Company specific substance restrictions in addition to GADSL
The suppliers, who are members of the two automotive associations CLEPA (The European Association of Automotive Suppliers) and JAPIA (Japan Auto Parts Industries Association) are committed to providing information on regulated substances and have implemented a continuous process for gathering information, as necessary, to demonstrate compliance with legal obligations on materials, used in the automotive industry.
Within the worldwide automotive industry in 2004, a globally harmonized list of regulated substances, known as the Global Automotive Declarable Substance List (GADSL), was introduced and is used and widely accepted within the global automotive supply chain. This list is maintained and updated regularly by a global working group of experts to ensure that all worldwide upcoming new substance regulations, relevant for automotive components, will be evaluated and included, subject to consensus.
IMDS (International Material Data System) is the widely accepted material compliance tool in the automotive value chain. GADSL is fully integrated into the IMDS Basic Substance List (BSL) and compliance with GADSL can be easily demonstrated in IMDS by color codes and analysis functions. The IMDS rules clearly refer to GADSL.
In a considerable number of cases, which the signatories have become aware of, companies in the automotive supply chain or even car manufacturers themselves, confront their suppliers with lists of restricted substances in addition to the GADSL.
These additional requirements are very difficult to handle, especially because it needs to be cascaded to sub-suppliers, several tiers down. Furthermore, additional material compliance confirmations, besides the routine process in IMDS, might be necessary, e.g. signed confirmation papers. This increases the burden in the supply chain significantly, especially for smaller companies.
CLEPA and JAPIA members unanimously support the use of the GADSL and IMDS as the basis for material compliance reporting along the supply chain. To ensure that the automotive value chain can fully meet material compliance requirements, the following should be considered:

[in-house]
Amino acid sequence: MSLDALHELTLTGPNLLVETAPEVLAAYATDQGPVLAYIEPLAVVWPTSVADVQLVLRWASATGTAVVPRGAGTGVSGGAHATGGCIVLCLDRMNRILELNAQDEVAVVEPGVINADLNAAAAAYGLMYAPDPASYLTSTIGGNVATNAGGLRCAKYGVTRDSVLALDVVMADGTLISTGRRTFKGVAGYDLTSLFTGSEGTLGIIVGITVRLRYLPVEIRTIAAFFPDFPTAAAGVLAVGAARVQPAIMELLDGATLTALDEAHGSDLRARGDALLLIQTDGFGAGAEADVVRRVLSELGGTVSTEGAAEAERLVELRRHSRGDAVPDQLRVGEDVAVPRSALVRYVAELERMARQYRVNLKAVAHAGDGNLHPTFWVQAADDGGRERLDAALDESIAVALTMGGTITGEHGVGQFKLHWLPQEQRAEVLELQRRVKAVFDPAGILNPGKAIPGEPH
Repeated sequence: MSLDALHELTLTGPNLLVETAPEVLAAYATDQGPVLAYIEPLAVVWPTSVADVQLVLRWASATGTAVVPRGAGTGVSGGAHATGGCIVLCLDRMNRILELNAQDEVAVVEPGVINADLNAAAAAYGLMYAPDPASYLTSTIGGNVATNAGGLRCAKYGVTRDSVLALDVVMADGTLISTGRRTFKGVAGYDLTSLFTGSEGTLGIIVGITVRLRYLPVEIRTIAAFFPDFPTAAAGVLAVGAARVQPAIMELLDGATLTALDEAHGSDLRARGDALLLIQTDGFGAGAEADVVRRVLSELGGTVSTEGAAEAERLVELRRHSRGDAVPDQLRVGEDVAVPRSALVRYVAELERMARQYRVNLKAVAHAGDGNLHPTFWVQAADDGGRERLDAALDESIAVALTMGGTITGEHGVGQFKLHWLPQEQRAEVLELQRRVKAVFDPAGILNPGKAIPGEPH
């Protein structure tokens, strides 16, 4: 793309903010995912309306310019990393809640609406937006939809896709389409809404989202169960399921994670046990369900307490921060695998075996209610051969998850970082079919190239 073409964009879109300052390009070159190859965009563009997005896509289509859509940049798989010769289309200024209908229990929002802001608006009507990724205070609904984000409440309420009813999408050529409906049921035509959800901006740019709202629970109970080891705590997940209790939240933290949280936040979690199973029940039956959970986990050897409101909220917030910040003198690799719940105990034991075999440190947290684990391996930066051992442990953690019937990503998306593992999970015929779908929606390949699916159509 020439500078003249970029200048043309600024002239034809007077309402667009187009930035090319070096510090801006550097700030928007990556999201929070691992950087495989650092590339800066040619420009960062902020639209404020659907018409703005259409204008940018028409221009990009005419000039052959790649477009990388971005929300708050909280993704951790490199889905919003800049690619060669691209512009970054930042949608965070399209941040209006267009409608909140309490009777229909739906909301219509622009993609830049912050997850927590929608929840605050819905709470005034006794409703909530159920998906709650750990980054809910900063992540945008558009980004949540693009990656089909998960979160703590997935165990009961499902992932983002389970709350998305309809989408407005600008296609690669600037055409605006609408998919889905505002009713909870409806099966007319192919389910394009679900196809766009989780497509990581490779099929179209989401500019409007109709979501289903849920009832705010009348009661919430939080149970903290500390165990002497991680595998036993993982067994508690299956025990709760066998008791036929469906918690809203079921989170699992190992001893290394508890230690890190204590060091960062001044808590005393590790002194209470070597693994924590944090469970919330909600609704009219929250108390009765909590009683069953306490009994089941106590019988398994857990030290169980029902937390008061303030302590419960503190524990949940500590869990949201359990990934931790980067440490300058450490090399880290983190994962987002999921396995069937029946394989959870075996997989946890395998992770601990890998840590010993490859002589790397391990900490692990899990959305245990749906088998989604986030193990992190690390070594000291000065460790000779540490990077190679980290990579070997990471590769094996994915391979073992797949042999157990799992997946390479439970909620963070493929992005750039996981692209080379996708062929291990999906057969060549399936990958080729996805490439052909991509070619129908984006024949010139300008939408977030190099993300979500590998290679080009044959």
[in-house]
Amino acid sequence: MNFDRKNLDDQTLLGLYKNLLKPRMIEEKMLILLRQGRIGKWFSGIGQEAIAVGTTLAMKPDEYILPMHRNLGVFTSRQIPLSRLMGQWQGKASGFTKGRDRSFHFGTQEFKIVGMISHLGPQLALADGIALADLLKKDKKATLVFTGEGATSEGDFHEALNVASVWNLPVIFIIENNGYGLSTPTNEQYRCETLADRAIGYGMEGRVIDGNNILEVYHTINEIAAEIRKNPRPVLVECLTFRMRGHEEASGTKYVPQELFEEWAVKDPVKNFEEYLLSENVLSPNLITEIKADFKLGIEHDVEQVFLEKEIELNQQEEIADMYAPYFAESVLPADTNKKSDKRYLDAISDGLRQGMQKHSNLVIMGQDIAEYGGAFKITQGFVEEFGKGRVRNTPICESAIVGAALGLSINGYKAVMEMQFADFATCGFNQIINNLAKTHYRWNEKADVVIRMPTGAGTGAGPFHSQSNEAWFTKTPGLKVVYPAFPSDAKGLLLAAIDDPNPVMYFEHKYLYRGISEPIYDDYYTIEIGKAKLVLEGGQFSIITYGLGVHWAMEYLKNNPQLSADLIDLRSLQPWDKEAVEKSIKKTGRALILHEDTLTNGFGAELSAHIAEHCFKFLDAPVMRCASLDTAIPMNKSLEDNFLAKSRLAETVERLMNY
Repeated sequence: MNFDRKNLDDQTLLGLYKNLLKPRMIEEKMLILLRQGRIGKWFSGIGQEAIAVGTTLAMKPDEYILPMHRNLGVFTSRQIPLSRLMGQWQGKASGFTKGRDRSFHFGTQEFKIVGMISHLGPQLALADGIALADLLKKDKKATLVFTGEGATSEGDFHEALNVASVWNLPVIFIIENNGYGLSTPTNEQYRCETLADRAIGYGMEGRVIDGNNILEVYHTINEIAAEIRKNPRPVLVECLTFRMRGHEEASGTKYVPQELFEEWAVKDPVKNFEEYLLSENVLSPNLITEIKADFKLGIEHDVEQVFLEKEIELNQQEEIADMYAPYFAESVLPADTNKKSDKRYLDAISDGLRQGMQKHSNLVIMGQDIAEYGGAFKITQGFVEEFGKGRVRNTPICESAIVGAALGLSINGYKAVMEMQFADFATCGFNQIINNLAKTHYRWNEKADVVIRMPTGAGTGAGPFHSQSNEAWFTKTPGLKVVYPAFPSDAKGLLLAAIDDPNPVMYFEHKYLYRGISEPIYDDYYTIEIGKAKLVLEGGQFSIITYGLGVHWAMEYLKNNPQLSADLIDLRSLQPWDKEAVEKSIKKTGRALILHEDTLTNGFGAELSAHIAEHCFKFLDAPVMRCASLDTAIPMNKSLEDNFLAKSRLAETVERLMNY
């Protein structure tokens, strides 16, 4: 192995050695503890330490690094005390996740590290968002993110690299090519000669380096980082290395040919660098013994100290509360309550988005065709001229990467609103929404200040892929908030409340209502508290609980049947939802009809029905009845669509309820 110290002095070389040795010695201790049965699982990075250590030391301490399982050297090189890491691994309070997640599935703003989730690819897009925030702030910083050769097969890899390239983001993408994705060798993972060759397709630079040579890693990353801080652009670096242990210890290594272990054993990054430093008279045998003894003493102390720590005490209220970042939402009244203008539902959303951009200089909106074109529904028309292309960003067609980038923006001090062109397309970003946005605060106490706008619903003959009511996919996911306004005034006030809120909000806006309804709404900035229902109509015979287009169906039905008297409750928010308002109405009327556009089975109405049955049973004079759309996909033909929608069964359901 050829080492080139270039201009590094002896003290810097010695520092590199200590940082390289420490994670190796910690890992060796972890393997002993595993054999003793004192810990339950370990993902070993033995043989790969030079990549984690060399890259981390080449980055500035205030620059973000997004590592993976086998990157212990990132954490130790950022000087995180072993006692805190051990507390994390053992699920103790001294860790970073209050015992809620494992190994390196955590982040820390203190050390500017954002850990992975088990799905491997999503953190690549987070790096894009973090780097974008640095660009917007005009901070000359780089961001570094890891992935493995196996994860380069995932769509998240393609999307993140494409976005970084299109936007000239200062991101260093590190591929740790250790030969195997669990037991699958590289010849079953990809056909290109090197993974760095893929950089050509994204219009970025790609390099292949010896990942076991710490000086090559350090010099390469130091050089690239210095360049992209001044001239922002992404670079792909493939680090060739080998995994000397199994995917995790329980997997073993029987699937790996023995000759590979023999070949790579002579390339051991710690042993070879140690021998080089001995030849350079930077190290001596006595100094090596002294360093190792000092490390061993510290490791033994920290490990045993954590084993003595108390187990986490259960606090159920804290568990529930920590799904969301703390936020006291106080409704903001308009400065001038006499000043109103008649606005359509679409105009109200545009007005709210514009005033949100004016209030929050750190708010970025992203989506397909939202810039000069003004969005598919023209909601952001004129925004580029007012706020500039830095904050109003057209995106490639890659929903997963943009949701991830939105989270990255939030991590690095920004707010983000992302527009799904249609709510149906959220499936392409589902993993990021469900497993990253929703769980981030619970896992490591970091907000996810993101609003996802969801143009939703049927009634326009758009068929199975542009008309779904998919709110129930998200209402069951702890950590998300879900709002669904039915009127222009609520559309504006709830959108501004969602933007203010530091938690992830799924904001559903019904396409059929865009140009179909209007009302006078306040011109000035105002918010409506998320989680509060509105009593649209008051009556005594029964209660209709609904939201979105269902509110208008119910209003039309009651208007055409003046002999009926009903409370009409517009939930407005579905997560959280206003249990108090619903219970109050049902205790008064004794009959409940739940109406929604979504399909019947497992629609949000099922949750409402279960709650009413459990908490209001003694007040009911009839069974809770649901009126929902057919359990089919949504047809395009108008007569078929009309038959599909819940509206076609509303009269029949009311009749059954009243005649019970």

- Automotive companies should refer to the GADSL only, as additional paper work, like signed confirmation papers, may be necessary in addition to IMDS. The well-established and globally accepted IMDS shall not be undermined.
- If automotive companies consider additional substances or thresholds to be a matter of regulation, they should use the official application via a dossier to Global Automotive Stakeholders Group (GASG) to have it added to the GADSL.
- Lists for process chemicals and lists of substances from chemicals (which remain in the car and fall under the scope of GADSL and IMDS) shall be separated.
CLEPA is the European Association of Automotive Suppliers. Over 120 of the world’s most prominent suppliers for car parts, systems and modules and 23 National trade associations and European sector associations are members of CLEPA, representing more than 3 thousand companies and covering all products and services within the automotive supply chain. Based in Brussels, Belgium, CLEPA is recognised as the natural discussion partner by the European Institutions, United Nations and fellow associations (ACEA, JAMA, MEMA, etc.).
JAPIA is the Japan Auto Parts Industries Association. JAPIA was established by reorganizing a former auto parts industry association to better serve the public interest in August 1969. A total output of auto parts by JAPIA member companies (440) now amounts to 20trillion yen, and they operate not only in Japan, but also worldwide with over 1300 manufacturing facilities around the world in support of global automobile production activities. JAPIA has headquarters in Tokyo and three branches: Kanto Branch Office, Chubu Branch Office and Kansai Branch Office. Headquarters conducts various activities as well in coordination with related government agencies and organizations in addition to running each of committees.
In: CLEPA News, Environment & Energy, Materials & Substances